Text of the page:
Tur­key’s pres­i­dent is a dic­ta­tor.

The Washington Post Sunday - - OUTLOOK -

Since a failed coup d’etat last July, Er­do­gan has over­seen an un­prece­dented purge of about 200,000 peo­ple, from po­lice of­fi­cers to aca­demics to bu­reau­crats. News out­lets such as Der Spiegel, the In­de­pen­dent, the Guardian, the Tele­graph, Newsweek, the Huff­in­g­ton Post and the New Yorker have all called Er­do­gan a dic­ta­tor. He has even em­braced the la­bel: “If the West calls some­one a dic­ta­tor,” he said, “in my view that is a good thing.”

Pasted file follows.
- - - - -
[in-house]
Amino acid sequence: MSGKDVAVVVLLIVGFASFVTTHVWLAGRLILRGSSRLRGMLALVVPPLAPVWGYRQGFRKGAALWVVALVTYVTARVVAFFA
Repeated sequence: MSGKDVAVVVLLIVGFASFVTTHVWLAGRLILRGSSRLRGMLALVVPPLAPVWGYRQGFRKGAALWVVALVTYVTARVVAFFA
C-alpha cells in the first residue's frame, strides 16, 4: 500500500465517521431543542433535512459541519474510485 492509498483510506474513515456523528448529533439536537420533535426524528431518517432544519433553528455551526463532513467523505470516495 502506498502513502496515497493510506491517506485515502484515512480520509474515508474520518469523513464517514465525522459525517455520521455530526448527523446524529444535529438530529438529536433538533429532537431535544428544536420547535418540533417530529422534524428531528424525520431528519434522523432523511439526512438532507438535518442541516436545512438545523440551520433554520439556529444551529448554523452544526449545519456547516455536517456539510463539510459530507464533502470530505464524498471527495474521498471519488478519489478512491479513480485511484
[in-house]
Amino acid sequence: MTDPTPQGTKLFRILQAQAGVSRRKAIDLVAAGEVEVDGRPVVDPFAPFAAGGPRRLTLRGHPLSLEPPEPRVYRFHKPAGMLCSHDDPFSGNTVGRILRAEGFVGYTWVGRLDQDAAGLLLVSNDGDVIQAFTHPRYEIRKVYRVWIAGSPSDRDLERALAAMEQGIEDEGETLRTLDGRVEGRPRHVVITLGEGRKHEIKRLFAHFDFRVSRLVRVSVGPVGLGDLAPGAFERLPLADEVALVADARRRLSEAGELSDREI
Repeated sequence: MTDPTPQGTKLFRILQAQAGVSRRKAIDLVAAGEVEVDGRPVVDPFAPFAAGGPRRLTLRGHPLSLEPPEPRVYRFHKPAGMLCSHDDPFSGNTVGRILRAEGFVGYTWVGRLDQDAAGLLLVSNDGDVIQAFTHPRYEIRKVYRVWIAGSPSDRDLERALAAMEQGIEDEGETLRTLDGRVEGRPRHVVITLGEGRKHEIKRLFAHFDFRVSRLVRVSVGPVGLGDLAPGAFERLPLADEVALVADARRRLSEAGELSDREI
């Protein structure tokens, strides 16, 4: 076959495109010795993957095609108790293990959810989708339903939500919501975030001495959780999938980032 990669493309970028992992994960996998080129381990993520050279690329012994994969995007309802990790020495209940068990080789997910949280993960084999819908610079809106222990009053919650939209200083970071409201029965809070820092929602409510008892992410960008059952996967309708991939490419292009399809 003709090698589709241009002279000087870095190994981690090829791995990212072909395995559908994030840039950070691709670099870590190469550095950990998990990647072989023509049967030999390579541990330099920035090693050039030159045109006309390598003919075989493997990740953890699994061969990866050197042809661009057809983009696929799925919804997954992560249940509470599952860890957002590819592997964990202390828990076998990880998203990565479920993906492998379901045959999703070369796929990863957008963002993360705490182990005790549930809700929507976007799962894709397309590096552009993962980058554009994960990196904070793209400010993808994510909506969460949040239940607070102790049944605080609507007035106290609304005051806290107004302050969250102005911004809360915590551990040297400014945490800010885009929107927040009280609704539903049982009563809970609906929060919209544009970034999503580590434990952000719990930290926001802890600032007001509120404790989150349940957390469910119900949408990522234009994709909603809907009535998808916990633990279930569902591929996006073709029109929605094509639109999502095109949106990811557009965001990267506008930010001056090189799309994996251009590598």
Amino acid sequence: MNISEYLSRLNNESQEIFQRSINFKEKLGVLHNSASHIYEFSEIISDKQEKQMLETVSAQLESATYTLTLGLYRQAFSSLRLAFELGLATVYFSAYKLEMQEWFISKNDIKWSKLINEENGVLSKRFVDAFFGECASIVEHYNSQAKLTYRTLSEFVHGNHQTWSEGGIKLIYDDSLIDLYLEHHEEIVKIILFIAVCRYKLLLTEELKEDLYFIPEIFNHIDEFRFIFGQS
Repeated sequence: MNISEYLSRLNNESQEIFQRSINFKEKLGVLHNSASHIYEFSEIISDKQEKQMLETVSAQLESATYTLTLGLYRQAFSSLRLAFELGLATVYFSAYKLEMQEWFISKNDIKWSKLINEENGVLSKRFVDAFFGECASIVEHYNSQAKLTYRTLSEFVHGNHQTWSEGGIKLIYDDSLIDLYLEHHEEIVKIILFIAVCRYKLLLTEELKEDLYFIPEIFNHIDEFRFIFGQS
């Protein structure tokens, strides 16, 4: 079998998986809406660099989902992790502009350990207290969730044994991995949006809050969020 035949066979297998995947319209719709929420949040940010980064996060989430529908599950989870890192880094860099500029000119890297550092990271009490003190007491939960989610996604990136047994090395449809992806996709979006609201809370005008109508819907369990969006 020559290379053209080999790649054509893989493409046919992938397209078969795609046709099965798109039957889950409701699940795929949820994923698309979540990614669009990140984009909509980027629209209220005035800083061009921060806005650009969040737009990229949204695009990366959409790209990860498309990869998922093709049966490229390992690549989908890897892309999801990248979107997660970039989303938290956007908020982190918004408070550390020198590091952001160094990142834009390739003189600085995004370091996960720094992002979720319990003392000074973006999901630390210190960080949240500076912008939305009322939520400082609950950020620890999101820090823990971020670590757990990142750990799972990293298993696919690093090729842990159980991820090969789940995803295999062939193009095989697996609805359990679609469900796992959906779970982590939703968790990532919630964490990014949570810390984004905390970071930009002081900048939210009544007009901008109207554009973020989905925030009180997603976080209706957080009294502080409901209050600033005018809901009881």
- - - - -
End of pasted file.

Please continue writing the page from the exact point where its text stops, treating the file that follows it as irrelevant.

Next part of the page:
Still, Er­do­gan — who served as prime min­is­ter from 2003 un­til 2014, when he be­came head of state — has a more com­pli­cated relationship with Turk­ish cit­i­zens than tin-pot dic­ta­tors like former Tunisian pres­i­dent Zine el-Abidine Ben Ali or Syria’s Pres­i­dent Bashar al-As­sad. The AK Party has pre­vailed in 10 con­sec­u­tive elec­tions be­cause Er­do­gan has de­liv­ered. Turks are wealth­ier, health­ier and more mo­bile than ever be­fore. Er­do­gan has made it pos­si­ble for Turks to ex­plore their re­li­gious iden­ti­ties in ways they were never per­mit­ted un­der pre­vi­ous gov­ern­ments. For his sup­port­ers, his time in of­fice rep­re­sents a rev­o­lu­tion in rights and per­sonal lib­er­ties. Turk­ish women are now free to wear the hi­jab in places where it was pre­vi­ously banned; it is now safe for pi­ous Turks to par­tic­i­pate in pol­i­tics. If elec­tion re­sults are

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